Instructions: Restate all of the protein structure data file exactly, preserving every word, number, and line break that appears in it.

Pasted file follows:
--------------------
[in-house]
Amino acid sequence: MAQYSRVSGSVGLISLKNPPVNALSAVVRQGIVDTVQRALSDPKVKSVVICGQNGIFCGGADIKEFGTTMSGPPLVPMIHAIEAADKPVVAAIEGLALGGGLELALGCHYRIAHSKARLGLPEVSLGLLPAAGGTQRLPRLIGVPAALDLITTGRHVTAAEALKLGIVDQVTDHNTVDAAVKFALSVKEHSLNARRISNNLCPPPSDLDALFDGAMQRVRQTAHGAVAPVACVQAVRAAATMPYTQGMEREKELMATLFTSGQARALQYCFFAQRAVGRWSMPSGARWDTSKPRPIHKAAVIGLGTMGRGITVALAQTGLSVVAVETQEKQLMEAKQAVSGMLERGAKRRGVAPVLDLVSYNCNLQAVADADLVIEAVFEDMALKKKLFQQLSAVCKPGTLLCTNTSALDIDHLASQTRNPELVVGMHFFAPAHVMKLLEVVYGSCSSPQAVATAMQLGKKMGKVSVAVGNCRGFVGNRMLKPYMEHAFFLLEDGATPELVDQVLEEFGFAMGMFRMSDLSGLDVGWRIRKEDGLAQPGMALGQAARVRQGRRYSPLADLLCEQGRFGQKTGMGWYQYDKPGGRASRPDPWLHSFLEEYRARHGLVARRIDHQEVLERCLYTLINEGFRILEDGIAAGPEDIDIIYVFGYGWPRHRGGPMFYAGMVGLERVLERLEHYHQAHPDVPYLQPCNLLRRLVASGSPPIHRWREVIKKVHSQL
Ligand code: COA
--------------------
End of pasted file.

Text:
[in-house]
Amino acid sequence: MAQYSRVSGSVGLISLKNPPVNALSAVVRQGIVDTVQRALSDPKVKSVVICGQNGIFCGGADIKEFGTTMSGPPLVPMIHAIEAADKPVVAAIEGLALGGGLELALGCHYRIAHSKARLGLPEVSLGLLPAAGGTQRLPRLIGVPAALDLITTGRHVTAAEALKLGIVDQVTDHNTVDAAVKFALSVKEHSLNARRISNNLCPPPSDLDALFDGAMQRVRQTAHGAVAPVACVQAVRAAATMPYTQGMEREKELMATLFTSGQARALQYCFFAQRAVGRWSMPSGARWDTSKPRPIHKAAVIGLGTMGRGITVALAQTGLSVVAVETQEKQLMEAKQAVSGMLERGAKRRGVAPVLDLVSYNCNLQAVADADLVIEAVFEDMALKKKLFQQLSAVCKPGTLLCTNTSALDIDHLASQTRNPELVVGMHFFAPAHVMKLLEVVYGSCSSPQAVATAMQLGKKMGKVSVAVGNCRGFVGNRMLKPYMEHAFFLLEDGATPELVDQVLEEFGFAMGMFRMSDLSGLDVGWRIRKEDGLAQPGMALGQAARVRQGRRYSPLADLLCEQGRFGQKTGMGWYQYDKPGGRASRPDPWLHSFLEEYRARHGLVARRIDHQEVLERCLYTLINEGFRILEDGIAAGPEDIDIIYVFGYGWPRHRGGPMFYAGMVGLERVLERLEHYHQAHPDVPYLQPCNLLRRLVASGSPPIHRWREVIKKVHSQL
Ligand code: COA